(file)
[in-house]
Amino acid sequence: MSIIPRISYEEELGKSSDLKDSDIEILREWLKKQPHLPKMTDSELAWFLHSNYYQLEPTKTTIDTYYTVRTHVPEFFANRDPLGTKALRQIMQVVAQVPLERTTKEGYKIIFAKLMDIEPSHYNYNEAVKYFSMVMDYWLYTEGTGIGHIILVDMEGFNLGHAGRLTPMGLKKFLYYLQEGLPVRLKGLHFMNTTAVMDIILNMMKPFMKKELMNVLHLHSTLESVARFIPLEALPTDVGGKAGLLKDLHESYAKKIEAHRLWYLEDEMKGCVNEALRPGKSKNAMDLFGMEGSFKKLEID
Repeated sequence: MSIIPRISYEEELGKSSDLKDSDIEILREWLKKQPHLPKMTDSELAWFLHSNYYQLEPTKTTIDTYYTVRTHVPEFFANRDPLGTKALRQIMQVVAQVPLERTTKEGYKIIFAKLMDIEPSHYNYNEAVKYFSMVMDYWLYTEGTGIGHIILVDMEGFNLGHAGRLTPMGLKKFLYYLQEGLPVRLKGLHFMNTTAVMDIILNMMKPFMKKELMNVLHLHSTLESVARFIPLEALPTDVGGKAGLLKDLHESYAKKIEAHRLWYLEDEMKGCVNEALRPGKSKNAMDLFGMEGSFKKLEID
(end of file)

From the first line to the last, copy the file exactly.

[in-house]
Amino acid sequence: MSIIPRISYEEELGKSSDLKDSDIEILREWLKKQPHLPKMTDSELAWFLHSNYYQLEPTKTTIDTYYTVRTHVPEFFANRDPLGTKALRQIMQVVAQVPLERTTKEGYKIIFAKLMDIEPSHYNYNEAVKYFSMVMDYWLYTEGTGIGHIILVDMEGFNLGHAGRLTPMGLKKFLYYLQEGLPVRLKGLHFMNTTAVMDIILNMMKPFMKKELMNVLHLHSTLESVARFIPLEALPTDVGGKAGLLKDLHESYAKKIEAHRLWYLEDEMKGCVNEALRPGKSKNAMDLFGMEGSFKKLEID
Repeated sequence: MSIIPRISYEEELGKSSDLKDSDIEILREWLKKQPHLPKMTDSELAWFLHSNYYQLEPTKTTIDTYYTVRTHVPEFFANRDPLGTKALRQIMQVVAQVPLERTTKEGYKIIFAKLMDIEPSHYNYNEAVKYFSMVMDYWLYTEGTGIGHIILVDMEGFNLGHAGRLTPMGLKKFLYYLQEGLPVRLKGLHFMNTTAVMDIILNMMKPFMKKELMNVLHLHSTLESVARFIPLEALPTDVGGKAGLLKDLHESYAKKIEAHRLWYLEDEMKGCVNEALRPGKSKNAMDLFGMEGSFKKLEID